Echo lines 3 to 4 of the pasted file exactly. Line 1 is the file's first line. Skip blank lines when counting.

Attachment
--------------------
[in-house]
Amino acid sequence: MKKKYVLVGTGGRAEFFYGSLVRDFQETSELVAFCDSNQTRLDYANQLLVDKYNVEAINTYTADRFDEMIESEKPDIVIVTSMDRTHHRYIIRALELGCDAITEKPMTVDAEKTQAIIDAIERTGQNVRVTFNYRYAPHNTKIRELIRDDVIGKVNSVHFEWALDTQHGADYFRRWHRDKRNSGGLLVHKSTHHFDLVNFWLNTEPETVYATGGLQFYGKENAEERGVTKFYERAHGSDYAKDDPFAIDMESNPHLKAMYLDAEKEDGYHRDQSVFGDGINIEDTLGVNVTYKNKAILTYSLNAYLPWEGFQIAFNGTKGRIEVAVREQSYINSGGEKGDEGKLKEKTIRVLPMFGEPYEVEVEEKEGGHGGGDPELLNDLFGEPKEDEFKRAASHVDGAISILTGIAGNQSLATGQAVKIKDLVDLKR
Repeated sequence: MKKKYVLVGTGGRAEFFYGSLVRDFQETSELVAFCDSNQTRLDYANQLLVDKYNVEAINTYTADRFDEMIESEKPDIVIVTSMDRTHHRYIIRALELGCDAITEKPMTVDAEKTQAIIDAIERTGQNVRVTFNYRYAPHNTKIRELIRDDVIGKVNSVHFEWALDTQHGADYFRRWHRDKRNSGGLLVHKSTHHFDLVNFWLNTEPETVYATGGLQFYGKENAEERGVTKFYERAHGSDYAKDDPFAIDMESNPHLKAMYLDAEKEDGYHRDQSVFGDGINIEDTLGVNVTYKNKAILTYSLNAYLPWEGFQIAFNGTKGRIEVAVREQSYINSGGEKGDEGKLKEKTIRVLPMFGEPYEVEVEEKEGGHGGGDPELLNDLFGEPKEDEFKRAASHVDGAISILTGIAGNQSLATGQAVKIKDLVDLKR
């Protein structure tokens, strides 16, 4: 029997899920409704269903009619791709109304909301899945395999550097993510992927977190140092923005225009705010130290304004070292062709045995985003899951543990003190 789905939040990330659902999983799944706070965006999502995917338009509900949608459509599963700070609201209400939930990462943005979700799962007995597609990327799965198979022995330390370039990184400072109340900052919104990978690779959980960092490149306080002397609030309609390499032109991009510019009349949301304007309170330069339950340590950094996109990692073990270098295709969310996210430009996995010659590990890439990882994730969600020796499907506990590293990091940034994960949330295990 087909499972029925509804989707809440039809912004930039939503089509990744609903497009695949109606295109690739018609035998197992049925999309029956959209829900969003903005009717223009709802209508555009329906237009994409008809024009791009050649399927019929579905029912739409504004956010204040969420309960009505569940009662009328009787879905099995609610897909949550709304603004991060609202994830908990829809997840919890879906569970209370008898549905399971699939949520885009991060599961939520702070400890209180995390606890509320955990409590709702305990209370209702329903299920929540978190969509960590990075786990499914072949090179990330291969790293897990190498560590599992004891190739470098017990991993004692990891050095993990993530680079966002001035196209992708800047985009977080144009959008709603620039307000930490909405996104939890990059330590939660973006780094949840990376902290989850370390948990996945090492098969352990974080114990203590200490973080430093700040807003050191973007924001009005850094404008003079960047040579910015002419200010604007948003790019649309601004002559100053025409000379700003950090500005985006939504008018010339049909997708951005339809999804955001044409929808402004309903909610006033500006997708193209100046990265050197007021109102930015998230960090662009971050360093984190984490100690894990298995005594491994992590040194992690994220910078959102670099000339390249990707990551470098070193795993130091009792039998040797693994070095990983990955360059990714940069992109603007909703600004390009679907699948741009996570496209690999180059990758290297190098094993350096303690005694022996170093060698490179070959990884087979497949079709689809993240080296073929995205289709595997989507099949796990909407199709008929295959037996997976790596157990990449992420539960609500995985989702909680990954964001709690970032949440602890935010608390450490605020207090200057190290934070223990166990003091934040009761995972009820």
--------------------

Repeated sequence: MKKKYVLVGTGGRAEFFYGSLVRDFQETSELVAFCDSNQTRLDYANQLLVDKYNVEAINTYTADRFDEMIESEKPDIVIVTSMDRTHHRYIIRALELGCDAITEKPMTVDAEKTQAIIDAIERTGQNVRVTFNYRYAPHNTKIRELIRDDVIGKVNSVHFEWALDTQHGADYFRRWHRDKRNSGGLLVHKSTHHFDLVNFWLNTEPETVYATGGLQFYGKENAEERGVTKFYERAHGSDYAKDDPFAIDMESNPHLKAMYLDAEKEDGYHRDQSVFGDGINIEDTLGVNVTYKNKAILTYSLNAYLPWEGFQIAFNGTKGRIEVAVREQSYINSGGEKGDEGKLKEKTIRVLPMFGEPYEVEVEEKEGGHGGGDPELLNDLFGEPKEDEFKRAASHVDGAISILTGIAGNQSLATGQAVKIKDLVDLKR
């Protein structure tokens, strides 16, 4: 029997899920409704269903009619791709109304909301899945395999550097993510992927977190140092923005225009705010130290304004070292062709045995985003899951543990003190 789905939040990330659902999983799944706070965006999502995917338009509900949608459509599963700070609201209400939930990462943005979700799962007995597609990327799965198979022995330390370039990184400072109340900052919104990978690779959980960092490149306080002397609030309609390499032109991009510019009349949301304007309170330069339950340590950094996109990692073990270098295709969310996210430009996995010659590990890439990882994730969600020796499907506990590293990091940034994960949330295990 087909499972029925509804989707809440039809912004930039939503089509990744609903497009695949109606295109690739018609035998197992049925999309029956959209829900969003903005009717223009709802209508555009329906237009994409008809024009791009050649399927019929579905029912739409504004956010204040969420309960009505569940009662009328009787879905099995609610897909949550709304603004991060609202994830908990829809997840919890879906569970209370008898549905399971699939949520885009991060599961939520702070400890209180995390606890509320955990409590709702305990209370209702329903299920929540978190969509960590990075786990499914072949090179990330291969790293897990190498560590599992004891190739470098017990991993004692990891050095993990993530680079966002001035196209992708800047985009977080144009959008709603620039307000930490909405996104939890990059330590939660973006780094949840990376902290989850370390948990996945090492098969352990974080114990203590200490973080430093700040807003050191973007924001009005850094404008003079960047040579910015002419200010604007948003790019649309601004002559100053025409000379700003950090500005985006939504008018010339049909997708951005339809999804955001044409929808402004309903909610006033500006997708193209100046990265050197007021109102930015998230960090662009971050360093984190984490100690894990298995005594491994992590040194992690994220910078959102670099000339390249990707990551470098070193795993130091009792039998040797693994070095990983990955360059990714940069992109603007909703600004390009679907699948741009996570496209690999180059990758290297190098094993350096303690005694022996170093060698490179070959990884087979497949079709689809993240080296073929995205289709595997989507099949796990909407199709008929295959037996997976790596157990990449992420539960609500995985989702909680990954964001709690970032949440602890935010608390450490605020207090200057190290934070223990166990003091934040009761995972009820």